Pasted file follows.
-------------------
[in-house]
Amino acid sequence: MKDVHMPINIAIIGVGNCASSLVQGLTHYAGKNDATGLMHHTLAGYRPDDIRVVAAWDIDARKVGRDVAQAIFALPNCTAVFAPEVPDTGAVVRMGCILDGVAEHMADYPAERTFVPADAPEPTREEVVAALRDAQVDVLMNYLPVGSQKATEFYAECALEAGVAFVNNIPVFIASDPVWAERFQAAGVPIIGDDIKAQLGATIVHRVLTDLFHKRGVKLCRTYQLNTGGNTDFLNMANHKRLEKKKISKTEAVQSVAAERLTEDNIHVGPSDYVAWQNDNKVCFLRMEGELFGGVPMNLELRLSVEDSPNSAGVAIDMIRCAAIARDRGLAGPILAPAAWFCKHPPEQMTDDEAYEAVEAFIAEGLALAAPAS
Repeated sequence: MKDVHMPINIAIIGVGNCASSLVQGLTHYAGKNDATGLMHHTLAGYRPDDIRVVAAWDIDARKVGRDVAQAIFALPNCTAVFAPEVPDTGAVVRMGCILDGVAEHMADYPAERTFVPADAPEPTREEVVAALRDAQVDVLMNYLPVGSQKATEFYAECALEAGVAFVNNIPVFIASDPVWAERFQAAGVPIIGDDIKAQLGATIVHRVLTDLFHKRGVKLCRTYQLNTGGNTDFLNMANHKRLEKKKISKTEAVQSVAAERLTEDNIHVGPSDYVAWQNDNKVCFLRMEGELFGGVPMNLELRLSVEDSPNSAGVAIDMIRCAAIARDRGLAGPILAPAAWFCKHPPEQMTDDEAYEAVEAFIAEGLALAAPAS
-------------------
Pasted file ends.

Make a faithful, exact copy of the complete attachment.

[in-house]
Amino acid sequence: MKDVHMPINIAIIGVGNCASSLVQGLTHYAGKNDATGLMHHTLAGYRPDDIRVVAAWDIDARKVGRDVAQAIFALPNCTAVFAPEVPDTGAVVRMGCILDGVAEHMADYPAERTFVPADAPEPTREEVVAALRDAQVDVLMNYLPVGSQKATEFYAECALEAGVAFVNNIPVFIASDPVWAERFQAAGVPIIGDDIKAQLGATIVHRVLTDLFHKRGVKLCRTYQLNTGGNTDFLNMANHKRLEKKKISKTEAVQSVAAERLTEDNIHVGPSDYVAWQNDNKVCFLRMEGELFGGVPMNLELRLSVEDSPNSAGVAIDMIRCAAIARDRGLAGPILAPAAWFCKHPPEQMTDDEAYEAVEAFIAEGLALAAPAS
Repeated sequence: MKDVHMPINIAIIGVGNCASSLVQGLTHYAGKNDATGLMHHTLAGYRPDDIRVVAAWDIDARKVGRDVAQAIFALPNCTAVFAPEVPDTGAVVRMGCILDGVAEHMADYPAERTFVPADAPEPTREEVVAALRDAQVDVLMNYLPVGSQKATEFYAECALEAGVAFVNNIPVFIASDPVWAERFQAAGVPIIGDDIKAQLGATIVHRVLTDLFHKRGVKLCRTYQLNTGGNTDFLNMANHKRLEKKKISKTEAVQSVAAERLTEDNIHVGPSDYVAWQNDNKVCFLRMEGELFGGVPMNLELRLSVEDSPNSAGVAIDMIRCAAIARDRGLAGPILAPAAWFCKHPPEQMTDDEAYEAVEAFIAEGLALAAPAS